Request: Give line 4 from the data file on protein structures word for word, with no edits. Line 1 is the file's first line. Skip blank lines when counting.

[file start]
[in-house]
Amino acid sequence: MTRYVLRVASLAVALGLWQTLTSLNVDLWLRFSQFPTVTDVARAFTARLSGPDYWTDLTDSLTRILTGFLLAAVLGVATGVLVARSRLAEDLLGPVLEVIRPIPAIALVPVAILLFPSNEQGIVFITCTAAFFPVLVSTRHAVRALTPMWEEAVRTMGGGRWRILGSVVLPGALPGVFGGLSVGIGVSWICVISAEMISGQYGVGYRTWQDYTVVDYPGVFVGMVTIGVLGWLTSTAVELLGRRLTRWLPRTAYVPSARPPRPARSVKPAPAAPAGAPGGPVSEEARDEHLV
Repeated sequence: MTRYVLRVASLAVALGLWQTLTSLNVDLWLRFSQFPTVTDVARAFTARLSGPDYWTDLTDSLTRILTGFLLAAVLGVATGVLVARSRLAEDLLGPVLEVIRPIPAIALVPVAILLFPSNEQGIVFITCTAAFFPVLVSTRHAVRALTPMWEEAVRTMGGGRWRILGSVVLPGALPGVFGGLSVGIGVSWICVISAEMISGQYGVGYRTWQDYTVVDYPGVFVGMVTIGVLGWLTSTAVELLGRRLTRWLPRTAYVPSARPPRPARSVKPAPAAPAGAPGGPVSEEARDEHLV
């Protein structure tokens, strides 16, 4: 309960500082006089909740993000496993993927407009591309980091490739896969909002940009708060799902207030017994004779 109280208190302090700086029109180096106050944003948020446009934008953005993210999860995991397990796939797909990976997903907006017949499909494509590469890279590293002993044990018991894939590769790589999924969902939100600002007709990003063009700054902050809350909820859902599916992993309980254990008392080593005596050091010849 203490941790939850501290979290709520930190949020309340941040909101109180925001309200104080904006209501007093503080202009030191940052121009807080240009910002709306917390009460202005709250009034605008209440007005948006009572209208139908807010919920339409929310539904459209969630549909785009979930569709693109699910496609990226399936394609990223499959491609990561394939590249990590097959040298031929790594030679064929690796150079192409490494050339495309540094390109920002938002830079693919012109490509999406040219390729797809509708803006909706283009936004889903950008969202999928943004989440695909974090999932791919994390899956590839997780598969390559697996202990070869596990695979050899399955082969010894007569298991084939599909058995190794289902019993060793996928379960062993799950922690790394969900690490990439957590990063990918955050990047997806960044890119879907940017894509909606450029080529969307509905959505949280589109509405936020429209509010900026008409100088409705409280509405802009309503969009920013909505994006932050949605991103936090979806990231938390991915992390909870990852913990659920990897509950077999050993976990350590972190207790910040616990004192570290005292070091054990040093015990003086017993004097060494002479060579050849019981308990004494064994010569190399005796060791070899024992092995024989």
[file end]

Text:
């Protein structure tokens, strides 16, 4: 309960500082006089909740993000496993993927407009591309980091490739896969909002940009708060799902207030017994004779 109280208190302090700086029109180096106050944003948020446009934008953005993210999860995991397990796939797909990976997903907006017949499909494509590469890279590293002993044990018991894939590769790589999924969902939100600002007709990003063009700054902050809350909820859902599916992993309980254990008392080593005596050091010849 203490941790939850501290979290709520930190949020309340941040909101109180925001309200104080904006209501007093503080202009030191940052121009807080240009910002709306917390009460202005709250009034605008209440007005948006009572209208139908807010919920339409929310539904459209969630549909785009979930569709693109699910496609990226399936394609990223499959491609990561394939590249990590097959040298031929790594030679064929690796150079192409490494050339495309540094390109920002938002830079693919012109490509999406040219390729797809509708803006909706283009936004889903950008969202999928943004989440695909974090999932791919994390899956590839997780598969390559697996202990070869596990695979050899399955082969010894007569298991084939599909058995190794289902019993060793996928379960062993799950922690790394969900690490990439957590990063990918955050990047997806960044890119879907940017894509909606450029080529969307509905959505949280589109509405936020429209509010900026008409100088409705409280509405802009309503969009920013909505994006932050949605991103936090979806990231938390991915992390909870990852913990659920990897509950077999050993976990350590972190207790910040616990004192570290005292070091054990040093015990003086017993004097060494002479060579050849019981308990004494064994010569190399005796060791070899024992092995024989």